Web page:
I am anI am an atheist.  I am an atheist who is obsessed with religion.  Maybe it’s my catholic upbringing or something, but I have a very large chip on my shoulder about organized religion–especially Christianity. You will likely see many posts in this blog on the subject.  But today I want to talk about Jesus.  Because in addition to being obsessed with religion, I am an atheist who loves Jesus.  No, I don’t worship the dude.  And no I don’t think he’s the son of God or a death-defying superhero with convenient cocktail-related magic powers.  But I do think he is the most important moral visionary the world has ever known as well as The Most Misunderstood Guy in History.
No one’s message of tolerance and unconditional love has been so perverted for so long and by so many as this man’s. Or to paraphrase from one of my favorite Woody Allen films, If Jesus Christ came back today and saw what people were doing in his name, he’d never stop throwing up.

Here is what Jesus preached:

Love one another.

Not just your tribe, not just your family.  But EVERYONE. Love the Jews and the Greeks, men and women, even lepers and prostitutes.  Love them all.
Remember, the world Jesus knew did not embrace the concept of universal love.  It was largely a tribal world of gross intolerance toward others.  His message was an outright challenge to tribalism, as well as being an inherently anti-establishment assertion of radical equality before the eyes of God.
But somewhere along the line, Jesus’s universal love meme got perverted into its exact opposite. Love one anothe became Hate fags.
Why, you ask  Well let’s investigate.
A multitude of gospels (just a fancy term for good news) were produced in the hundred or so years following the death of Jesus, but only four gospels were ultimately canonized: Matthew, Mark, Luke, and John. Their writings about Jesus became the official version and the countless others, many of which overtly contradicted these versions, were cast aside. From that point on, any Christian group that dared question its authority was trampled under the growing juggernaut of the official Christian Church.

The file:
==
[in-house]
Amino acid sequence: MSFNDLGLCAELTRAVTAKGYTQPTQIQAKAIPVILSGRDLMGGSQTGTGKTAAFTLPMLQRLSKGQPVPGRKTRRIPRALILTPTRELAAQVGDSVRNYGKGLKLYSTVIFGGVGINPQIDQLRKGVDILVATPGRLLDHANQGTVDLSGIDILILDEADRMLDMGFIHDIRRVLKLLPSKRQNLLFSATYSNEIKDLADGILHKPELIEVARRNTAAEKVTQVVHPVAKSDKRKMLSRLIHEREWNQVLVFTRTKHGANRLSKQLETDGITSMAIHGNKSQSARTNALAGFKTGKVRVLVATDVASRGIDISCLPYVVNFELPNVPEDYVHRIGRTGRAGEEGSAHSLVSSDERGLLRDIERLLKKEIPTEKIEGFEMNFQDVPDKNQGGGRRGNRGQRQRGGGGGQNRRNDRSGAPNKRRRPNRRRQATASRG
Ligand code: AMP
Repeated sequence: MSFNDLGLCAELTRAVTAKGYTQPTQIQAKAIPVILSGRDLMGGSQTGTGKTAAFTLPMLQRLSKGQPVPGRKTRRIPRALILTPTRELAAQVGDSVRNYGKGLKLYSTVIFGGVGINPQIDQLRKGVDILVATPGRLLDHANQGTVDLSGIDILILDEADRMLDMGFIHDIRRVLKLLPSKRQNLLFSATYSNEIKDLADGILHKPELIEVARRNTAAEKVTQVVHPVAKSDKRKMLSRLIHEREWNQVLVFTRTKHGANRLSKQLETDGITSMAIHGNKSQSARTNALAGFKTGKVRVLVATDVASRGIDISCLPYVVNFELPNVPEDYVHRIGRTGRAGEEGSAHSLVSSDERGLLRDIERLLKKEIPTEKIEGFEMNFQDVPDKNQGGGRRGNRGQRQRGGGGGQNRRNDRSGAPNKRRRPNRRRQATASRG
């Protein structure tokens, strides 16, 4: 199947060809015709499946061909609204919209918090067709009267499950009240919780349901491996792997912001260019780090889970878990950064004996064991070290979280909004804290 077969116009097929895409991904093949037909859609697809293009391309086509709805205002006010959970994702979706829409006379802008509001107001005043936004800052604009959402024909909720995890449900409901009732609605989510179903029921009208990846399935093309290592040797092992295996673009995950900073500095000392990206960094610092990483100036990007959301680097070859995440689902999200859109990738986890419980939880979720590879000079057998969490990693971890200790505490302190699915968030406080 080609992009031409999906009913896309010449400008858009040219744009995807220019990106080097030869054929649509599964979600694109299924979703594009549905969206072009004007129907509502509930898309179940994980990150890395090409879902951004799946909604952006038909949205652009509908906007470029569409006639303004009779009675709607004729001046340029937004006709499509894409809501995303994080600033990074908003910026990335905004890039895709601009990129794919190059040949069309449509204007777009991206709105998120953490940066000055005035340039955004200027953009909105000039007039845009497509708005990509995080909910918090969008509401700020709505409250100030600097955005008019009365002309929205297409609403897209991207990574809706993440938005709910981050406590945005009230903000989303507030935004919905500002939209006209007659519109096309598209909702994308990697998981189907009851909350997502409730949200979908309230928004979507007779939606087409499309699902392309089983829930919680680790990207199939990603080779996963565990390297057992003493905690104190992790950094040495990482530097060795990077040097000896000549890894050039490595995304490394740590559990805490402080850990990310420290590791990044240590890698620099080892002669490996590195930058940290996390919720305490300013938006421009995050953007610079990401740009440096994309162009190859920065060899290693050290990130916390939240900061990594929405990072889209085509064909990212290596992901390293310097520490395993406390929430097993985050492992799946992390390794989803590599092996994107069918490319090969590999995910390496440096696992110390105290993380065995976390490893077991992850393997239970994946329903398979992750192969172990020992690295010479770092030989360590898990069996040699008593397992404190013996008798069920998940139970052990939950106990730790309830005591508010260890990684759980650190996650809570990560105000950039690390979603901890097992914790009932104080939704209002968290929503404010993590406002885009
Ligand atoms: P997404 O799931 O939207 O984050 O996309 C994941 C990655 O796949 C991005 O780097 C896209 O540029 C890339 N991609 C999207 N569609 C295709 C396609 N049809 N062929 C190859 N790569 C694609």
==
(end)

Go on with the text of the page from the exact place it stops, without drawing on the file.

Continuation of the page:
Armed with the promise of universal love and drawing from the inherent charisma of Jesus himself, this movement grew to gargantuan proportions.  And that’s when the trouble began.
Because the meme was now a memeplex (or complex of memes).  And like a meme, a memeplex has no purpose but to replicate.  No matter how philosophically or logically inconsistent, no matter how antithetical to Jesus’ original intent, the memeplex thrives when it replicates well.  What are some of the strategies the memeplex evolved to enhance replication?

1)Growing its wealth through tithing
2)Establishing a monopoly on important social rituals like marriages, births and funerals
3)Opening schools to promote indoctrination
4)Codifying rules over basic human urges like sex and food
5)Insinuating itself into government
Do any of these strategies bear any resemblance to the original teachings of Jesus? No. But they sure do promote the survival of the Church, which is the very definition of an effectively replicating memeplex.

The true Jesus meme–love one another–was subordinated to an ever-growing list of rules and regulations that were used by priests to maintain the boundaries of the Church while exerting enormous control over their subjects. 

Thomas Jefferson tried to rescue Jesus and his universal love meme by editing out the “artificial vestments” of the New Testament, leaving only the “pure principles.”  And in fact, the Jefferson Bible, as it has come to be called, is a wonderful read.
But it’s a terrible meme It did not replicate. Despite Jefferson’s eloquent righteousness, the Church endured in all its schismatizing glory and the original message of Jesus remains buried under that terrible weight to this day.

But is there hope for the universal love meme?  Is there a way to defeat the Church and rescue the message? 

I wish I could conclude this post with an answer to that question but in all honesty I can not.  All I know is that in the name of a man who believed in universal love, a terrible theocracy of hate is growing.
So I ask you, dear readers, to help me find a way to break the juggernaut of Christianity and promote the forgotten “pure principles” that originally gave rise to it.  Send me your suggestions.  I’m serious.  This is my life’s mission.